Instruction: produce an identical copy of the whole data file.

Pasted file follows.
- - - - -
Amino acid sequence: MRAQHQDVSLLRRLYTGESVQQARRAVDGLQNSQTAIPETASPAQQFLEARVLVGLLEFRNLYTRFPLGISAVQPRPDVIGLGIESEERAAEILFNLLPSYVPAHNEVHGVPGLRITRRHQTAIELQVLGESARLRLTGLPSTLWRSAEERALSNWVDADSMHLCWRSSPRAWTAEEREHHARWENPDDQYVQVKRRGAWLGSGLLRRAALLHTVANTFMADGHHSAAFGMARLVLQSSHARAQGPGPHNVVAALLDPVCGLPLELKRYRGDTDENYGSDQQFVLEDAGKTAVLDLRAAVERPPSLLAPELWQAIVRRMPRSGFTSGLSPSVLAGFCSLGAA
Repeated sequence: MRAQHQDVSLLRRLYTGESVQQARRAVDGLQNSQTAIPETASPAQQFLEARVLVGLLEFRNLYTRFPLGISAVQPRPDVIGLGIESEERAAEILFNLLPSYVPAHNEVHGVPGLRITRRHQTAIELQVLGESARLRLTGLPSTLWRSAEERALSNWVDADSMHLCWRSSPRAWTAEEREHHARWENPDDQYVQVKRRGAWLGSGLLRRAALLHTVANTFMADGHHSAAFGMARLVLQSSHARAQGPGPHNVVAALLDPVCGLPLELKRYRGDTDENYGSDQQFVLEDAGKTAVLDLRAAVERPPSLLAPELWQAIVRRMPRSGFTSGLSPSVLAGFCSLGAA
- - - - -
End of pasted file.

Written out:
Amino acid sequence: MRAQHQDVSLLRRLYTGESVQQARRAVDGLQNSQTAIPETASPAQQFLEARVLVGLLEFRNLYTRFPLGISAVQPRPDVIGLGIESEERAAEILFNLLPSYVPAHNEVHGVPGLRITRRHQTAIELQVLGESARLRLTGLPSTLWRSAEERALSNWVDADSMHLCWRSSPRAWTAEEREHHARWENPDDQYVQVKRRGAWLGSGLLRRAALLHTVANTFMADGHHSAAFGMARLVLQSSHARAQGPGPHNVVAALLDPVCGLPLELKRYRGDTDENYGSDQQFVLEDAGKTAVLDLRAAVERPPSLLAPELWQAIVRRMPRSGFTSGLSPSVLAGFCSLGAA
Repeated sequence: MRAQHQDVSLLRRLYTGESVQQARRAVDGLQNSQTAIPETASPAQQFLEARVLVGLLEFRNLYTRFPLGISAVQPRPDVIGLGIESEERAAEILFNLLPSYVPAHNEVHGVPGLRITRRHQTAIELQVLGESARLRLTGLPSTLWRSAEERALSNWVDADSMHLCWRSSPRAWTAEEREHHARWENPDDQYVQVKRRGAWLGSGLLRRAALLHTVANTFMADGHHSAAFGMARLVLQSSHARAQGPGPHNVVAALLDPVCGLPLELKRYRGDTDENYGSDQQFVLEDAGKTAVLDLRAAVERPPSLLAPELWQAIVRRMPRSGFTSGLSPSVLAGFCSLGAA